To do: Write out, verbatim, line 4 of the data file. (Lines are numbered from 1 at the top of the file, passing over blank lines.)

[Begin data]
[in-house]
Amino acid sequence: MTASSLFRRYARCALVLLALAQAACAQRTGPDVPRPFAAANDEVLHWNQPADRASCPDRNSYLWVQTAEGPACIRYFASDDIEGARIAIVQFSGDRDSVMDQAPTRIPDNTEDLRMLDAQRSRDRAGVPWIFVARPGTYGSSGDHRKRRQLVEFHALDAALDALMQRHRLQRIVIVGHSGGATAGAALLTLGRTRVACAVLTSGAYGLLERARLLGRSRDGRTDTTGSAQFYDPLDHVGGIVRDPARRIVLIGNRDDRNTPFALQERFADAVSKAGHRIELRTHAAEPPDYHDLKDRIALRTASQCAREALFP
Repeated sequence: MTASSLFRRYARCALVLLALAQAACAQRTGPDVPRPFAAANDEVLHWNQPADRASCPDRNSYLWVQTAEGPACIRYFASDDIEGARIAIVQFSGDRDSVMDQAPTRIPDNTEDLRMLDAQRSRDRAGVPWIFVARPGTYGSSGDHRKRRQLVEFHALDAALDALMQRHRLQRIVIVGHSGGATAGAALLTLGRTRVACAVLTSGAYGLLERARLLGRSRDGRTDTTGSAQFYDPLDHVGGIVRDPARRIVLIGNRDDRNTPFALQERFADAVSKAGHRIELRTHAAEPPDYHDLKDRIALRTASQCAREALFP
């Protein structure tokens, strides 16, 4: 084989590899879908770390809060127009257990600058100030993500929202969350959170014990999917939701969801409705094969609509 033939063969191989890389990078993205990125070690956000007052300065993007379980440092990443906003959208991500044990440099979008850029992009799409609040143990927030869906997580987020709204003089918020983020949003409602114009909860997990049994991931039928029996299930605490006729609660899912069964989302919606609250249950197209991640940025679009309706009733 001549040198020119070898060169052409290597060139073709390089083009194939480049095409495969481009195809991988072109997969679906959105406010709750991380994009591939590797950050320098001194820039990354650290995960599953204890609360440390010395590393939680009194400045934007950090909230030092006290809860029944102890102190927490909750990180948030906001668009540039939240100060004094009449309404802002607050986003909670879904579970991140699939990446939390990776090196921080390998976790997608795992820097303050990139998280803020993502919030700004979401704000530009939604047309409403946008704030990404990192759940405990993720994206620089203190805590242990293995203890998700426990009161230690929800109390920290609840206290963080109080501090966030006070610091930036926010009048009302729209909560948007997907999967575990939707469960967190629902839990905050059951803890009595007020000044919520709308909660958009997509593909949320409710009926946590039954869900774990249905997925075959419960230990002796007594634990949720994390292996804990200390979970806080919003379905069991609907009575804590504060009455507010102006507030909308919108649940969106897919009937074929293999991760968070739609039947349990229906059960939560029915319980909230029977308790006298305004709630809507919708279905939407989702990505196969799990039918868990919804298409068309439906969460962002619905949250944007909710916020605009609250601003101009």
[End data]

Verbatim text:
């Protein structure tokens, strides 16, 4: 084989590899879908770390809060127009257990600058100030993500929202969350959170014990999917939701969801409705094969609509 033939063969191989890389990078993205990125070690956000007052300065993007379980440092990443906003959208991500044990440099979008850029992009799409609040143990927030869906997580987020709204003089918020983020949003409602114009909860997990049994991931039928029996299930605490006729609660899912069964989302919606609250249950197209991640940025679009309706009733 001549040198020119070898060169052409290597060139073709390089083009194939480049095409495969481009195809991988072109997969679906959105406010709750991380994009591939590797950050320098001194820039990354650290995960599953204890609360440390010395590393939680009194400045934007950090909230030092006290809860029944102890102190927490909750990180948030906001668009540039939240100060004094009449309404802002607050986003909670879904579970991140699939990446939390990776090196921080390998976790997608795992820097303050990139998280803020993502919030700004979401704000530009939604047309409403946008704030990404990192759940405990993720994206620089203190805590242990293995203890998700426990009161230690929800109390920290609840206290963080109080501090966030006070610091930036926010009048009302729209909560948007997907999967575990939707469960967190629902839990905050059951803890009595007020000044919520709308909660958009997509593909949320409710009926946590039954869900774990249905997925075959419960230990002796007594634990949720994390292996804990200390979970806080919003379905069991609907009575804590504060009455507010102006507030909308919108649940969106897919009937074929293999991760968070739609039947349990229906059960939560029915319980909230029977308790006298305004709630809507919708279905939407989702990505196969799990039918868990919804298409068309439906969460962002619905949250944007909710916020605009609250601003101009």